If you’ve not tried cross-country running since school, the idea of getting out in the fresh air might feel more than a little daunting.
But there’s been a rise in those wanting to head off-road for themselves, so there must be more to it than rough terrain and muddy puddles.
Portsmouth Joggers organises weekly cross-country training sessions and is gearing up for one of the highlights of its calendar – the Stansted Park ‘Slog’ Half-Marathon. Coming in at approximately 13.1 miles, the event starts and finishes at the beautiful stately home near Rowlands Castle.
This year’s run will take place on Sunday, September 2, starting at 10.30am.
‘Stansted House is a stunning venue to start and finish the event,’ says Portsmouth Joggers’ secretary Alan Shons.
‘They give us permission to run across some of their private land and local landowners are very generous and welcoming. It’s a beautiful, scenic course.’
As well as organising the annual Stansted Slog, the running club organises weekend off-road training sessions.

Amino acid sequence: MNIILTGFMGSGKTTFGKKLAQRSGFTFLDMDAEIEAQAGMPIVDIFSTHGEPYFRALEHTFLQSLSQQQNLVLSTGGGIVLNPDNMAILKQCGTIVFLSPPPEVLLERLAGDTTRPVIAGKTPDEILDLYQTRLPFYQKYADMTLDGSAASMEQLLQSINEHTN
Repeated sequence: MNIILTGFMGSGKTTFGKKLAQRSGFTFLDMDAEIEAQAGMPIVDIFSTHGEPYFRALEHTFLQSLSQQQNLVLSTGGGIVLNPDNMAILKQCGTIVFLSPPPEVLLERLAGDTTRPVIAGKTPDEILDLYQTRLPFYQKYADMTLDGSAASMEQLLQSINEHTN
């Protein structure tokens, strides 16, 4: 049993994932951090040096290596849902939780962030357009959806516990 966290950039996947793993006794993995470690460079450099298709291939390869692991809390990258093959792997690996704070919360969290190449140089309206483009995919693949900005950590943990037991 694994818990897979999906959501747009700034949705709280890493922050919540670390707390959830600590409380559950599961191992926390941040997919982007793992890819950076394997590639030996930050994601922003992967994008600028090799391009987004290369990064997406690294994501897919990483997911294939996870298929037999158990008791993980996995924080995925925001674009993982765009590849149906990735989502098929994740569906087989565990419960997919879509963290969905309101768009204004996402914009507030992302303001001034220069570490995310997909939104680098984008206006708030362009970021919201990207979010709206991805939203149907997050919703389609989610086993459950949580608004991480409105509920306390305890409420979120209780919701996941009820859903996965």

The main sessions take place at 9am on Sunday mornings, with runners getting the chance to try out various locations, including Denmead, Hambledon and Queen Elizabeth Country Park near Petersfield. Alan says it’s the ideal opportunity for those who want to give off-road running a go.
‘Most of our off-road sessions are for slightly more experienced runners, those capable of doing 10 miles in a couple of hours or so. The average pace for an off-road training session isn’t more than five or six miles an hour. It’s not so much about speed and more a question of endurance,’ he adds.
The health benefits of running are already well-established and Alan says cross-country comes with added extras.
‘It’s so much nicer to get out in the countryside and in some ways it’s gentler on the body. Running on concrete can put stress on your body, particularly if you’re a bit older. Country tracks and paths are much softer than unyielding pavements and roads.’
Runners who want to train with the Joggers don’t have to pay the annual £19.50 membership fee at first and can join in for free until they decide it’s for them. The club takes runners of all abilities for other sessions, including complete beginners, or those who want to push themselves against others.
‘We get no end of people come along who’ve been running on their own and have found it a bit lonely and now want to run in a group with experienced and knowledgeable people,’ adds Alan.
‘We don’t have coaches as such but you’ll be running with people who’ve got 20 or 30 years’ experience.’
The Stansted Slog costs £9 for members and £11 for non-members. Entry forms can be downloaded from pjc.org.uk